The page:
How the women's vote could make all the difference

08 May 2019 - 06:30
By Paul Berkowitz
More women are expected to vote in Wednesday's election than men.
Image: REUTERS More women are expected to vote in Wednesday's election than men.

The numbers are staggering: in the last general election, nearly 2.5-million more women voted than men.

Voter turnout was significantly higher among women than men in 2014, when 76% of registered women voters came out to cast their ballot compared to 70% of men (10.6-million women verses 8.1-million men).

In fact, just about six out of every 10 votes cast five years ago was cast by a woman.

Numbers from the vast data resources published and held by the Electoral Commission (IEC) show that women make up 51% of potential voters, they make up 55% of the total registered voters. Potential voters are South African citizens over the age of 18, while registered voters refer to those whose names are on the voters' roll.

Women, the IEC data shows, registered to vote at higher rates than men did - across every age group.

This gender balance is also somewhat reflected in that South Africa has the 10th-highest representation of women in government across the globe, with 42.7% of members of parliament being women.

Yet there is strong feeling that women's rights and opportunities aren't taken seriously enough by politicians, except perhaps as a campaigning tool before elections.

Despite being such an important demographic there's precious little targeting by politicians and parties of women. News media have tried to discern where parties stand on issues such as reproductive health and gender-based violence by poring over party manifestos, but many voters feel a disconnect between parties' stated aims and their actions on the ground.

It's true that South Africa has made impressive strides on gender representation in government. As a country, we rank in the top 10 when it comes to the percentage of women who hold political office. We even have a national department that is putatively devoted to the needs of women (and children and people with disabilities). But, again, this representation is increasingly seen as window-dressing in a country with disturbing  levels of gender-based violence, a labour market skewed towards men, and a public health system that fails too many women when it comes to their reproductive health.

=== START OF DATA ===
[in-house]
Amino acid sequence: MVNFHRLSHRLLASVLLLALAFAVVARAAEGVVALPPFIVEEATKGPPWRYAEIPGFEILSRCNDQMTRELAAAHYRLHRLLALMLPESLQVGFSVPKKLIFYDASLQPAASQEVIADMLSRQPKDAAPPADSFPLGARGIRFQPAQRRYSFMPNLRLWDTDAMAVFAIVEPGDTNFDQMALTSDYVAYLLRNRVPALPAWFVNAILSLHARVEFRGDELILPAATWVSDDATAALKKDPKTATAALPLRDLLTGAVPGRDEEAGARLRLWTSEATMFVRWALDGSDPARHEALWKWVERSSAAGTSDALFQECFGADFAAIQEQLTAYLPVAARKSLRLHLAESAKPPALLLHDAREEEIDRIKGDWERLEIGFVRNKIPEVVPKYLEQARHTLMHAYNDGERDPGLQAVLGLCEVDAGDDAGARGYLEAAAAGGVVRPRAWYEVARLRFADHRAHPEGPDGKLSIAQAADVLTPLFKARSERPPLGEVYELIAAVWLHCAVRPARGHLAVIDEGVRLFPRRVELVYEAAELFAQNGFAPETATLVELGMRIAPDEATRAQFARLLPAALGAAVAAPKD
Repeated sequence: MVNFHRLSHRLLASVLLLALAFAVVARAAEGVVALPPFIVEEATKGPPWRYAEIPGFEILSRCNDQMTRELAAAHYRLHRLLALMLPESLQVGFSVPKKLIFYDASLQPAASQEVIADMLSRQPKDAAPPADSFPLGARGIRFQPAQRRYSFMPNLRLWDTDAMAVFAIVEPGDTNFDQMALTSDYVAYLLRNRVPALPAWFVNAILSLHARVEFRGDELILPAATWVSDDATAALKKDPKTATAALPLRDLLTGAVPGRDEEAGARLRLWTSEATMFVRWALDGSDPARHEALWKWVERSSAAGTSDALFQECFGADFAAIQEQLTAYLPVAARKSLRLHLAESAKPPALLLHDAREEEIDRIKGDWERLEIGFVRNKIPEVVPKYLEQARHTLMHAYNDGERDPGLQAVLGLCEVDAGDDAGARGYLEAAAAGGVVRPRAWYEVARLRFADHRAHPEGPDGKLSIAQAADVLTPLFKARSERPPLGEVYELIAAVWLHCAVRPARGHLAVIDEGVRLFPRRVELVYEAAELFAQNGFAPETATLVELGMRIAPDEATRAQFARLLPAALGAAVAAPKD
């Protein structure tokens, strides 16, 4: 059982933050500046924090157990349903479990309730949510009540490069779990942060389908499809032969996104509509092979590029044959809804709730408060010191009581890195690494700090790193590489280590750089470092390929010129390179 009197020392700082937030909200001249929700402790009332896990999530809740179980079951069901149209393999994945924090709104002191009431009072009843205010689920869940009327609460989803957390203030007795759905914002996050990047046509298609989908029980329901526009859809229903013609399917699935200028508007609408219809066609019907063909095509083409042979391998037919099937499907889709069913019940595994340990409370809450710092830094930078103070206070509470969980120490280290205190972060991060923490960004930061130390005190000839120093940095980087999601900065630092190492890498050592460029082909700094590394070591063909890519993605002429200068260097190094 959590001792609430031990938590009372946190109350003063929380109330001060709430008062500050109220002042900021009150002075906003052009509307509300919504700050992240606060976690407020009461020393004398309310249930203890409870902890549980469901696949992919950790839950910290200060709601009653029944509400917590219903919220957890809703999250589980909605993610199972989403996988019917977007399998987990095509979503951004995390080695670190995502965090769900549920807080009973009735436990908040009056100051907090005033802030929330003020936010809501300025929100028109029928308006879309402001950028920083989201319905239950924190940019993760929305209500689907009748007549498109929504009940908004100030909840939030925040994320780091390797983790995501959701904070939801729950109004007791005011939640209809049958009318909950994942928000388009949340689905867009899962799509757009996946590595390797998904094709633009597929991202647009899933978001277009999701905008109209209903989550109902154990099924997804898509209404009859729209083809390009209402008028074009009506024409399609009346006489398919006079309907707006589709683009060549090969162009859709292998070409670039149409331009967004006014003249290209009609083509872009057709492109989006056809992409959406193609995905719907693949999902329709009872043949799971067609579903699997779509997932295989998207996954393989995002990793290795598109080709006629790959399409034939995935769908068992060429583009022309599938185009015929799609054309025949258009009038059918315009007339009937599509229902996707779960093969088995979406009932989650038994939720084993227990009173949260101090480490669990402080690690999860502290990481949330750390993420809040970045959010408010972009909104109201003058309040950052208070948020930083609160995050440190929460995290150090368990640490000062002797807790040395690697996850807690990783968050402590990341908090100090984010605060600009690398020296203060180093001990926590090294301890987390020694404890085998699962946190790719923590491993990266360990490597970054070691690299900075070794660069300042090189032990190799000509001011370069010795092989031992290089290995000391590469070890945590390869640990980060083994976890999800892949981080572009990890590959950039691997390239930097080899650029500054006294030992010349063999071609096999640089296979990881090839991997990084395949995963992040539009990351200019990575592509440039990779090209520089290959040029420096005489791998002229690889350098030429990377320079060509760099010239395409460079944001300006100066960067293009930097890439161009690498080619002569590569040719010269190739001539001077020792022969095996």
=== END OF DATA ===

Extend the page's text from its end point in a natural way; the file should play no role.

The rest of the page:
In a 2005 study conducted by the Human Sciences Research Council, women stated a desire to see more women in political positions because they felt it would lead to more progress on women’s issues. If a similar study were to be conducted today it’s unlikely that many women would draw a causal link between increased representation of women in politics and an improvement in socio-economic issues that affect women.

But South Africa is not alone when it comes to paying lip service to women’s issues. Over the past year, similar questions have been asked in Brazil and India in the build-up to their national elections. How important is the women's vote? Do women vote on the issues? The list goes on.

There is little evidence that parties and politicians in other countries prioritise the issues affecting women.

We also need to guard against analysing female voters as a monolithic bloc or measuring their choices by party manifestos. We might not have detailed polling information that sorts voters into smaller groups by income or education, but there is research linking the voting choices of some women to socio-economic concerns.

A 2017 study by the Centre for Social Development in Africa (CSDA) found that women were less likely to vote for the ANC than men. A subsequent study in 2018 found that the gender divide had narrowed or disappeared. A possible explanation is that the resignation of Zuma changed women's feelings towards the ANC.

The same study found a weak correlation between female grant recipients and their likelihood of voting for the ANC, with survey responses suggesting that grant recipients were motivated more by fear of losing their grants under another party than by gratitude to the ANC for the national policies that created the grants system.

This evidence of risk-averse behaviour - of valuing the pain of a potential loss more than the pleasure of a potential gain - implies that opposition parties might focus more messaging that allays the fears of voters before it appeals to a brighter tomorrow.

Risk aversion might also contribute to a disconnect between party messaging and voter response: it is harder to imagine a rosier future than it is to picture a murky one.

Reducing any large group of voters to a like-minded cypher can also lead to a seeming disconnect between voter preferences and their choices. It might be, as it was in the 2016 US presidential elections, that other aspects of a voter’s identity will trump her gender in the voting booth. Religious preferences may make the ACDP more appealing to a voter or repel her from the party; racial and ethnic identification could lead to positive or negative feelings about the DA.

As they have in previous elections, women will probably engage more in the 2019 election than men. Finding out what their largest constituency tick is something that most parties will have to prioritise for the next election cycle.